Star Wars: The Last Jedi

Movie Review: Star Wars: The Last Jedi (2017) *SPOILER-FREE REVIEW* UPDATE 2

Mark Hamill in Star Wars: The Last Jedi

The Last Jedi is the biggest film of 2017, and one of the most anticipated films since…well, the last Star Wars film.  Normally, for blockbuster films I try to post spoiler-free reviews, but I’m going to be even more careful with this, because this is a film that everyone is going to go see regardless of what my initial reaction was, and I don’t want to color their impressions going into the theater.  My simple review, and I honestly wouldn’t read more until you see the film, is exactly what Luke says in the trailer: “This isn’t going to go the way you think.”

Daisy Ridley in Star Wars: The Last Jedi

It’s almost impossible to break The Last Jedi down without getting deeply into spoilers, and I plan on seeing the film again Saturday and will likely write a more detailed review heavy on spoilers after opening weekend.  The film has some incredible moments, and director/writer Rian Johnson is fearless about making his own film rather than sticking to the saga’s more formulaic elements.  This is both a good and bad thing, because ultimately the best and worst things about the film are Johnson’s doing.

Andy Serkis in Star Wars: The Last Jedi

The film has been marketed and predicated on the secrecy of its plot, and there are truly shocking moments in this film, some of the best battles in the saga, and excellent acting from the ensemble cast.  The film is also extremely bloated, filled with subplots that feel like busywork for the majority of characters, and ends-in my opinion-in such a way that I have no idea where this trilogy is going or what-ultimately-its purpose is.  I don’t mean that in an amazing cliffhanger sort of way.  Unfortunately, I left feeling that many characters were just wasted and puzzled as to where they can possibly go from here to justify the perfect beginning they squandered from The Force Awakens.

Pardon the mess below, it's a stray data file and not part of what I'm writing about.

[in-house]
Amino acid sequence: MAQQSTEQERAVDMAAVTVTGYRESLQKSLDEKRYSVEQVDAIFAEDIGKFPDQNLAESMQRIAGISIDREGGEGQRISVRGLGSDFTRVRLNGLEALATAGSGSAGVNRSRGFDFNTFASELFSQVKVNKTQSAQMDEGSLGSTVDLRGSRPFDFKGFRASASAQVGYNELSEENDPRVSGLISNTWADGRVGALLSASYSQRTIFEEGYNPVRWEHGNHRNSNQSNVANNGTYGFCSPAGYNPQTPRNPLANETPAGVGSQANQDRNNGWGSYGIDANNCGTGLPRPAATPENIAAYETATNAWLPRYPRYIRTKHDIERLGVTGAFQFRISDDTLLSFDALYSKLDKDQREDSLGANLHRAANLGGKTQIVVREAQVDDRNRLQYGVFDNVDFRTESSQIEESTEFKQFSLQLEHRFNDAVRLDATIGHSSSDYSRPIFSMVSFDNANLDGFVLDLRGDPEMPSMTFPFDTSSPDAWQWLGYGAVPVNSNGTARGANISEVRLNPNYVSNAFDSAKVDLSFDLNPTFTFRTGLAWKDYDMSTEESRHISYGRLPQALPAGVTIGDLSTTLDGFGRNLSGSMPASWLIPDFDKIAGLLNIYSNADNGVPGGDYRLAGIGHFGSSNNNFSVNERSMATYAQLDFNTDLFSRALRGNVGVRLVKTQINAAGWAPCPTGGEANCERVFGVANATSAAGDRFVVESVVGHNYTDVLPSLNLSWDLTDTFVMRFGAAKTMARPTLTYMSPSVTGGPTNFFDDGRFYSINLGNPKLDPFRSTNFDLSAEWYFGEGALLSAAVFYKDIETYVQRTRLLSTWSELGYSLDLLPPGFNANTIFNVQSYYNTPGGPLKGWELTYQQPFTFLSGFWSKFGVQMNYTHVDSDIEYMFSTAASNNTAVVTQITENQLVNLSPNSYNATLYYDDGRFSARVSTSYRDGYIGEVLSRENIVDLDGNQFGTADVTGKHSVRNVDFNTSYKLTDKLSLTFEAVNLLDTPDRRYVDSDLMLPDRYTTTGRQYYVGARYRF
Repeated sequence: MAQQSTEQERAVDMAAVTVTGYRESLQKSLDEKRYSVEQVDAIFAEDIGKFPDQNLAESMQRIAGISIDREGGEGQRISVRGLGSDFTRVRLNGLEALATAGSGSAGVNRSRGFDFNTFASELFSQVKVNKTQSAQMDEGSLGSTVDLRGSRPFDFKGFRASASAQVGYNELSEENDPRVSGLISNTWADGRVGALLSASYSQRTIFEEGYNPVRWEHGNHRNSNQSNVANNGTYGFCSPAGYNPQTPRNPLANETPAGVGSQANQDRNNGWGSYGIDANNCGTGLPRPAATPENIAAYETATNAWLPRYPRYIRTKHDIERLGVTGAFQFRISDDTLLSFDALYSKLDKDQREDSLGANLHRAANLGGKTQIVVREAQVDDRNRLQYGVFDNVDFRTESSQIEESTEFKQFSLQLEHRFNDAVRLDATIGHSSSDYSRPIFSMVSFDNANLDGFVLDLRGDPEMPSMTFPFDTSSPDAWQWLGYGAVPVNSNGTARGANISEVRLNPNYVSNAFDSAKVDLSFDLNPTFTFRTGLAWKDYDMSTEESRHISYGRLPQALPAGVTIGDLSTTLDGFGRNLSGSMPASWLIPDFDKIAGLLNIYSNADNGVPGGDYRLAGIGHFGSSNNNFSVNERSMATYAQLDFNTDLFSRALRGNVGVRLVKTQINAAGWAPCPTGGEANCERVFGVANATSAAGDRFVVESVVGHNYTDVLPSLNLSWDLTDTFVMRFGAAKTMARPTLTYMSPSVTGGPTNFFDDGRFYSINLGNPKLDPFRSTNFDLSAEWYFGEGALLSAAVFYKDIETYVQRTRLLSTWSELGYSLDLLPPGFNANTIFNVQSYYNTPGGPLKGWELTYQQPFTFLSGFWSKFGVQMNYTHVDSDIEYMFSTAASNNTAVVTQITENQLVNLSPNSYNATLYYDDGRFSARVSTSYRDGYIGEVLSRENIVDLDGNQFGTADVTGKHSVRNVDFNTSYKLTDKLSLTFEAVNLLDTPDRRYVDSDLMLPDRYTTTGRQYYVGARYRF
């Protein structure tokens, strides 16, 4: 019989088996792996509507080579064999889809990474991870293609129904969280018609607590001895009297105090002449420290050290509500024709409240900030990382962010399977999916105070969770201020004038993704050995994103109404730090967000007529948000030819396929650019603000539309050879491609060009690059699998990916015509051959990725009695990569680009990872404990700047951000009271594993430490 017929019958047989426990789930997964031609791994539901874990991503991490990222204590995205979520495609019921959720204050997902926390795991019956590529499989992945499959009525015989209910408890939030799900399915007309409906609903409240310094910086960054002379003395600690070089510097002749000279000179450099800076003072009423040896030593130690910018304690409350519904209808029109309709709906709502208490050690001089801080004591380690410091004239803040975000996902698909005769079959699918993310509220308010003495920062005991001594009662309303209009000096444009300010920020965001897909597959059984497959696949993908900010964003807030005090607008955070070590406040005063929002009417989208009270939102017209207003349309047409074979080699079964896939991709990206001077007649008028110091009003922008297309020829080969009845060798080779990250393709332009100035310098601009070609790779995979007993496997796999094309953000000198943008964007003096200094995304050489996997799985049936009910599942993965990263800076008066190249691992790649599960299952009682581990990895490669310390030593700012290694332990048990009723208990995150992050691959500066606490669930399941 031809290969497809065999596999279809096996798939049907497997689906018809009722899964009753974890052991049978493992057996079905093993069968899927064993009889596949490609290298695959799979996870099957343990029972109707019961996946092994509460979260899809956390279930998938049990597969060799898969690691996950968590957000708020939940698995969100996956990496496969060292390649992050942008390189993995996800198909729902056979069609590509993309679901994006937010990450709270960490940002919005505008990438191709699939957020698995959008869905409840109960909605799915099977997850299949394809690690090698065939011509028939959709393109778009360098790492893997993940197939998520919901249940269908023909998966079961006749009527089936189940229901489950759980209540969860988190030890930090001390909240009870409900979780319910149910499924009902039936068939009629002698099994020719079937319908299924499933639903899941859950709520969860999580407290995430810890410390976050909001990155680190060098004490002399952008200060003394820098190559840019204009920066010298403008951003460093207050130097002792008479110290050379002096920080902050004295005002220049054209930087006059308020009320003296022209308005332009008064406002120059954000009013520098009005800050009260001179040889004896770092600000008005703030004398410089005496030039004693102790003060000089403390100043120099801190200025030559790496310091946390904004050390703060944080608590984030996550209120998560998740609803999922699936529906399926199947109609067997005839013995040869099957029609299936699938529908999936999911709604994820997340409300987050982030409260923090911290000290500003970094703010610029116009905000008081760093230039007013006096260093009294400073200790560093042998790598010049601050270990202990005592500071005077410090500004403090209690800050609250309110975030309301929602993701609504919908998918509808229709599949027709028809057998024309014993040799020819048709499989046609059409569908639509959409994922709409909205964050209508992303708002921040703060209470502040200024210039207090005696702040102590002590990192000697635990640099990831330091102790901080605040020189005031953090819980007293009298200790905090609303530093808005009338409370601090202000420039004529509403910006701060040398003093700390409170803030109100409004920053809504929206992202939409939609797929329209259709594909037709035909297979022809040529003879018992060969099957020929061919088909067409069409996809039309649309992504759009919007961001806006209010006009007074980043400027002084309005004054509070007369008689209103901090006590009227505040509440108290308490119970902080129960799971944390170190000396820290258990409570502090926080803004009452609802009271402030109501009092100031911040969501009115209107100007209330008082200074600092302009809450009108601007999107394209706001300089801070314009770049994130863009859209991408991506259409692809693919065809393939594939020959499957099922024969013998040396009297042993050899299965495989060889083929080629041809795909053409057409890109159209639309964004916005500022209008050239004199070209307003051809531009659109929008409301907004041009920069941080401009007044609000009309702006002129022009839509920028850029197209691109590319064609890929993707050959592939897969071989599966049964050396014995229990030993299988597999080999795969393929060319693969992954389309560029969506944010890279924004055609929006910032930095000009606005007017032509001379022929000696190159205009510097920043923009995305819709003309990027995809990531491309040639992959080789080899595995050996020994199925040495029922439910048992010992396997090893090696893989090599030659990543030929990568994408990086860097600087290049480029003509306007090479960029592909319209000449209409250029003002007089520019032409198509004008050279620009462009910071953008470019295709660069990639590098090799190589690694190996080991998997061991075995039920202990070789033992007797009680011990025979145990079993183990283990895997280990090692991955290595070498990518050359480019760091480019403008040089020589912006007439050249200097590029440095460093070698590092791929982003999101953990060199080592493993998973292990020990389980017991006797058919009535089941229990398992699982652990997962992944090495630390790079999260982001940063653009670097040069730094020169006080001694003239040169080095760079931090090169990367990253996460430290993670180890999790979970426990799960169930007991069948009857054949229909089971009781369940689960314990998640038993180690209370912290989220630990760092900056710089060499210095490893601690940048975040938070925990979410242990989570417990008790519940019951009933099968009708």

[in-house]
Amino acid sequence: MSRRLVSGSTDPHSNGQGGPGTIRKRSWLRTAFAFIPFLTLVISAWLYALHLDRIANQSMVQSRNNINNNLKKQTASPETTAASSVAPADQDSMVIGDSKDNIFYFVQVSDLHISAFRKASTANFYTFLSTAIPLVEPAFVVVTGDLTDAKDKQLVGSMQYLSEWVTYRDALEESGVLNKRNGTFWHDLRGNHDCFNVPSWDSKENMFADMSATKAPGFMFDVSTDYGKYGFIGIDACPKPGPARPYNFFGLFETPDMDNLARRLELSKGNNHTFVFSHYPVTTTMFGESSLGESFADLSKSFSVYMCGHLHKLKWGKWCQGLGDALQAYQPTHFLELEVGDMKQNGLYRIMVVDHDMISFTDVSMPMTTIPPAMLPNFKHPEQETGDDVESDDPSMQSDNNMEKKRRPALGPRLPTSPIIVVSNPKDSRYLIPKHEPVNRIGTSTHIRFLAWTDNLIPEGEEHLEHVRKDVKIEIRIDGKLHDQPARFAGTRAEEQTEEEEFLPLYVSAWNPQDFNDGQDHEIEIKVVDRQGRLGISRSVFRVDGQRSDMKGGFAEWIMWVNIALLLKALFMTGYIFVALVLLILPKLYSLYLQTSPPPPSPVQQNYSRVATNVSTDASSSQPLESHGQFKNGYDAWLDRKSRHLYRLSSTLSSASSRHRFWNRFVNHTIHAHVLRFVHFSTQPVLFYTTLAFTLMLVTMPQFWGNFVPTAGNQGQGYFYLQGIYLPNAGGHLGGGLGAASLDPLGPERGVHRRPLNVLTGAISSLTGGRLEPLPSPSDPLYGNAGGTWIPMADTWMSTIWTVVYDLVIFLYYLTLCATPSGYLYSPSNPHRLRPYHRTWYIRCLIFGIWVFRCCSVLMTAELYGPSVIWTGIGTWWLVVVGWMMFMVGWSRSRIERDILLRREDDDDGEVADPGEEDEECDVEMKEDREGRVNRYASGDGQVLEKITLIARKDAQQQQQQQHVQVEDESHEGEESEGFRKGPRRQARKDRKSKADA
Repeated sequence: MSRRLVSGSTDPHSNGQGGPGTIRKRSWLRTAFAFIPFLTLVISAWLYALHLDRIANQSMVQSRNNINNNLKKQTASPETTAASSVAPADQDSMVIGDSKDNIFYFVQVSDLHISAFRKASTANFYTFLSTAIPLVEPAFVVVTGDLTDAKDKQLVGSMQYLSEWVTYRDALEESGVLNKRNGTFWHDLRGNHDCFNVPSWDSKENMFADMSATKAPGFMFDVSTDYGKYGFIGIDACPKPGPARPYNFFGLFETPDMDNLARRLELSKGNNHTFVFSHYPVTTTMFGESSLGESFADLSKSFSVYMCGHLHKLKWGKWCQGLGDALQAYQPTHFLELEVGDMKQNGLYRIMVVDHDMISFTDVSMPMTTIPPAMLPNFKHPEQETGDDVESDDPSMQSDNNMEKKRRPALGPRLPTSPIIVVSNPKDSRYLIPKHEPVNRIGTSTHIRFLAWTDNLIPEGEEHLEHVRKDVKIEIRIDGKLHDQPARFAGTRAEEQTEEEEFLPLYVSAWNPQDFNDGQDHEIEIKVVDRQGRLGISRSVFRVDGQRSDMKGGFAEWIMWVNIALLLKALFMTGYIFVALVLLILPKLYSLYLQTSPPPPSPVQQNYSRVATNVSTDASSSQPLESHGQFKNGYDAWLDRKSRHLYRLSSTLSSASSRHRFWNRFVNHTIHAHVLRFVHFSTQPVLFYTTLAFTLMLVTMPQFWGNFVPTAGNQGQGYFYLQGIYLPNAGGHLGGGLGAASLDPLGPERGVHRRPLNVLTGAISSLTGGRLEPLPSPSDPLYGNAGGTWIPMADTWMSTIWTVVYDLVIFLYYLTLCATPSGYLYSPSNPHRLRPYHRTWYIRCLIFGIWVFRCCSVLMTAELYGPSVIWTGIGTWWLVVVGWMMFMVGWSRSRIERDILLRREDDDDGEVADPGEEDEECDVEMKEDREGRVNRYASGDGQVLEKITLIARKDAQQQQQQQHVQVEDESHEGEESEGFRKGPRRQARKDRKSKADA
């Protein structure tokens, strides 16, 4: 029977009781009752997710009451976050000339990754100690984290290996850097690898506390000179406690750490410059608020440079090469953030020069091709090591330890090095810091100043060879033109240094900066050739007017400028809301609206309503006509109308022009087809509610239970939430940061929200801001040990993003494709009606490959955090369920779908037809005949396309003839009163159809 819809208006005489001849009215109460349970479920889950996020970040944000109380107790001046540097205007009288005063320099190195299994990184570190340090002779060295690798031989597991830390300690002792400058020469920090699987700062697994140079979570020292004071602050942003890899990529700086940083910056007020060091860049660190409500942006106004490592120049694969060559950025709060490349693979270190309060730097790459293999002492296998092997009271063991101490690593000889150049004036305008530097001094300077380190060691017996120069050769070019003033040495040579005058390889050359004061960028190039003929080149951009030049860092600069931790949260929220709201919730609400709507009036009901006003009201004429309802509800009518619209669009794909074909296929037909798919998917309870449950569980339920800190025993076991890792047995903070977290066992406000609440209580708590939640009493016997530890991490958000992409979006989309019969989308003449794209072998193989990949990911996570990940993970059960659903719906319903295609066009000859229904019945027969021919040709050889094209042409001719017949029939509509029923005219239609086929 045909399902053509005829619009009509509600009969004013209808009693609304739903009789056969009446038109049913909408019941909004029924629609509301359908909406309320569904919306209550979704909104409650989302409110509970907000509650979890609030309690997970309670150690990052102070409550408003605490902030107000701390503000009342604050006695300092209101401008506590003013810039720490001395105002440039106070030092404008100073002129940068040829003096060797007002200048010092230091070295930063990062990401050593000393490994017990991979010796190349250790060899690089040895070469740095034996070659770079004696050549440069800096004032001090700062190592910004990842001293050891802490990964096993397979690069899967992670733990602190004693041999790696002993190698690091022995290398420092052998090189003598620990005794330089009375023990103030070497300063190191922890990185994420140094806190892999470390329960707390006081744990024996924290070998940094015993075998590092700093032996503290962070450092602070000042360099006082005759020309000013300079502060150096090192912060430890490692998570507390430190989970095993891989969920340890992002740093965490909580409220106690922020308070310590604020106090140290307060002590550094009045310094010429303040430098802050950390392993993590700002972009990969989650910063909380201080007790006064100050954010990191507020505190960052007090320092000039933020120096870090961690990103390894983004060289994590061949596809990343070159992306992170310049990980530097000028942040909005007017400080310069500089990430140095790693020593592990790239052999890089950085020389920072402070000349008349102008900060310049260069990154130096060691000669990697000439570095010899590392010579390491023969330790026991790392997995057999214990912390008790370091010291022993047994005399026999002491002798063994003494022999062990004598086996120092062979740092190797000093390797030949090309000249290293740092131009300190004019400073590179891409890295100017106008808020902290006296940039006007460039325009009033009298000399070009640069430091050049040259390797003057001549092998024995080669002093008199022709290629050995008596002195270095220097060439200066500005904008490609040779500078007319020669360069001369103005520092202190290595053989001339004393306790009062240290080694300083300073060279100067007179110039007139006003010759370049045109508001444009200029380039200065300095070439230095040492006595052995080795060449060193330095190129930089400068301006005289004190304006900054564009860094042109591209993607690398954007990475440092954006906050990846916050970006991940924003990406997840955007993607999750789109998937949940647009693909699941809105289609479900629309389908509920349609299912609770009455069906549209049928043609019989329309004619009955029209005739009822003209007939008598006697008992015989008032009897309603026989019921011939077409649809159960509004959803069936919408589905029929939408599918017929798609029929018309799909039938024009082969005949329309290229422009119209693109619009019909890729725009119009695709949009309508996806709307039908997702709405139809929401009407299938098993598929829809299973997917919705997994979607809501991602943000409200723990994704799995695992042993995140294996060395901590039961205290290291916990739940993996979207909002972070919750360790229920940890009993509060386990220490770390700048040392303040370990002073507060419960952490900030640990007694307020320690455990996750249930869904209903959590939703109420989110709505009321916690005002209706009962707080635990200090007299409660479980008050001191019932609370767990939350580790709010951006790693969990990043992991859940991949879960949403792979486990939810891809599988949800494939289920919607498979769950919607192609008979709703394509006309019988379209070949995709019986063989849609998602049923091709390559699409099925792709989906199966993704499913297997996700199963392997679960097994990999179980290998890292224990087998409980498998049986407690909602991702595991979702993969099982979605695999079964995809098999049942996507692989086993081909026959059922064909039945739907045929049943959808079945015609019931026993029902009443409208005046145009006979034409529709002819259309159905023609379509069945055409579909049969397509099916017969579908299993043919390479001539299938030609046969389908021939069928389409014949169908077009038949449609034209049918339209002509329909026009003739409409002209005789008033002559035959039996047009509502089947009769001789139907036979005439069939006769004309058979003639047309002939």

Mark Hamill in Star Wars: The Last Jedi

There are fantastic things about the film, and it is undoubtedly the best Luke Skywalker story arc in the saga.  Mark Hamill gives the best live-action performance of his career, and the film is at its best when it’s dealing with Luke, Rey, and Kylo Ren.  John Williams turned in another perfect Star Wars score, topping The Force Awakens.  The cinematography, art direction, and F/X are among the best films of the year.  The film itself, though, is not.  It’s islands of great moments surrounded by bloat, and having followed Johnson’s career as a writer, I’m really surprised that his normally tight scripting was nowhere to be found.  It’s by no means awful, but after my first viewing I’d only put it ahead of Episodes I & II if I were ranking it against its peers.  People will likely feel wildly different depending on how the approach the film, and-as I said-I’m already planning on seeing it again, but my first viewing left me feeling the opposite of how I felt when I left the theater after Episode VII.

6.5/10

SECOND VIEWING UPDATE